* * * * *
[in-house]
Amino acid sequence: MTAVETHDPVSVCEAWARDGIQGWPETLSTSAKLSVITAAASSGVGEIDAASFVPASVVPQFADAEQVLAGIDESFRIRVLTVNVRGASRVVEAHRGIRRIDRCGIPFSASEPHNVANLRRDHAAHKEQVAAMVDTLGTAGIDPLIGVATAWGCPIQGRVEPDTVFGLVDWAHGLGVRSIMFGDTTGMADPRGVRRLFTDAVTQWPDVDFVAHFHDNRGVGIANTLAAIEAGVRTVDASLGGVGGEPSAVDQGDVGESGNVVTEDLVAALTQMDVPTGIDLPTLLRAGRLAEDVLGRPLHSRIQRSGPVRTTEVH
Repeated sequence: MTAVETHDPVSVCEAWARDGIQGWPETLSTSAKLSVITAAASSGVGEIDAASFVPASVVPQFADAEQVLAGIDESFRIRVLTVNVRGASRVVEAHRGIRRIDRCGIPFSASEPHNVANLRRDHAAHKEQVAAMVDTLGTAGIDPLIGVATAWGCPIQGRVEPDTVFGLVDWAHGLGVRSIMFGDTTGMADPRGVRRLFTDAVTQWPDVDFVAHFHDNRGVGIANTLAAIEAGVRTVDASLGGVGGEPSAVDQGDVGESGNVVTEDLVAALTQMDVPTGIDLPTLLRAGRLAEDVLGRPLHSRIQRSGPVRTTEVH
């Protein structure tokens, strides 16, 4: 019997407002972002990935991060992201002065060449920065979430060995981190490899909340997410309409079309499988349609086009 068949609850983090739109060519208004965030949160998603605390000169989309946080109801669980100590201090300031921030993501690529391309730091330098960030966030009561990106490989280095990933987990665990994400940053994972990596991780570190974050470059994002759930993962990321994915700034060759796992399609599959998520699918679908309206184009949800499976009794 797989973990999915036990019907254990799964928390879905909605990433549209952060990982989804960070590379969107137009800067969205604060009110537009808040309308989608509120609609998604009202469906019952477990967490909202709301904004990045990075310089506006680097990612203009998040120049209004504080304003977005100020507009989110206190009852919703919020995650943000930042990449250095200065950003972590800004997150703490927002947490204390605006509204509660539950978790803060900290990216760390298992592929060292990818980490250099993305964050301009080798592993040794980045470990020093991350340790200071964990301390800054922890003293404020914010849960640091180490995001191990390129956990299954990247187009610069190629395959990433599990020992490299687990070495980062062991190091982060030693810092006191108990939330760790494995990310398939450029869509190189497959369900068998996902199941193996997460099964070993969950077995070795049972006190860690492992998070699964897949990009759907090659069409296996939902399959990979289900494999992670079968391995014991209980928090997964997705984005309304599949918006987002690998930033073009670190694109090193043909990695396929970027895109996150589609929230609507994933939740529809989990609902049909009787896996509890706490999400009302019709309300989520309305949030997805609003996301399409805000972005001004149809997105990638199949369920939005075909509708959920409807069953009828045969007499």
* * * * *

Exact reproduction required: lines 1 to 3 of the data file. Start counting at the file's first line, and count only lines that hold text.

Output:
[in-house]
Amino acid sequence: MTAVETHDPVSVCEAWARDGIQGWPETLSTSAKLSVITAAASSGVGEIDAASFVPASVVPQFADAEQVLAGIDESFRIRVLTVNVRGASRVVEAHRGIRRIDRCGIPFSASEPHNVANLRRDHAAHKEQVAAMVDTLGTAGIDPLIGVATAWGCPIQGRVEPDTVFGLVDWAHGLGVRSIMFGDTTGMADPRGVRRLFTDAVTQWPDVDFVAHFHDNRGVGIANTLAAIEAGVRTVDASLGGVGGEPSAVDQGDVGESGNVVTEDLVAALTQMDVPTGIDLPTLLRAGRLAEDVLGRPLHSRIQRSGPVRTTEVH
Repeated sequence: MTAVETHDPVSVCEAWARDGIQGWPETLSTSAKLSVITAAASSGVGEIDAASFVPASVVPQFADAEQVLAGIDESFRIRVLTVNVRGASRVVEAHRGIRRIDRCGIPFSASEPHNVANLRRDHAAHKEQVAAMVDTLGTAGIDPLIGVATAWGCPIQGRVEPDTVFGLVDWAHGLGVRSIMFGDTTGMADPRGVRRLFTDAVTQWPDVDFVAHFHDNRGVGIANTLAAIEAGVRTVDASLGGVGGEPSAVDQGDVGESGNVVTEDLVAALTQMDVPTGIDLPTLLRAGRLAEDVLGRPLHSRIQRSGPVRTTEVH